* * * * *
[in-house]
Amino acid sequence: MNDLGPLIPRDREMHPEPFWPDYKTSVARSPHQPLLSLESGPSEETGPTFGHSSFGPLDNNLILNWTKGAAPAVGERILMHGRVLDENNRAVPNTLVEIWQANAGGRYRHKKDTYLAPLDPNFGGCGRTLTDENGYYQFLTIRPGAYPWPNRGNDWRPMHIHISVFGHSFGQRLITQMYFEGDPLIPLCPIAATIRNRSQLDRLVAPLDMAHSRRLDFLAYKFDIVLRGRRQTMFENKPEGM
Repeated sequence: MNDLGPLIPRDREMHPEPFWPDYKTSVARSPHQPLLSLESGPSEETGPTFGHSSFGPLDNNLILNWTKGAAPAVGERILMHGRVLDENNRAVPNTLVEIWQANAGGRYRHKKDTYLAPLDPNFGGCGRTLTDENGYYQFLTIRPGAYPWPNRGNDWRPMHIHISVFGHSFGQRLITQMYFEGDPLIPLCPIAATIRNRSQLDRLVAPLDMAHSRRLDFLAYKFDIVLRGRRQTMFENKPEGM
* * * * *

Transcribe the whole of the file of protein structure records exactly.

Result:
[in-house]
Amino acid sequence: MNDLGPLIPRDREMHPEPFWPDYKTSVARSPHQPLLSLESGPSEETGPTFGHSSFGPLDNNLILNWTKGAAPAVGERILMHGRVLDENNRAVPNTLVEIWQANAGGRYRHKKDTYLAPLDPNFGGCGRTLTDENGYYQFLTIRPGAYPWPNRGNDWRPMHIHISVFGHSFGQRLITQMYFEGDPLIPLCPIAATIRNRSQLDRLVAPLDMAHSRRLDFLAYKFDIVLRGRRQTMFENKPEGM
Repeated sequence: MNDLGPLIPRDREMHPEPFWPDYKTSVARSPHQPLLSLESGPSEETGPTFGHSSFGPLDNNLILNWTKGAAPAVGERILMHGRVLDENNRAVPNTLVEIWQANAGGRYRHKKDTYLAPLDPNFGGCGRTLTDENGYYQFLTIRPGAYPWPNRGNDWRPMHIHISVFGHSFGQRLITQMYFEGDPLIPLCPIAATIRNRSQLDRLVAPLDMAHSRRLDFLAYKFDIVLRGRRQTMFENKPEGM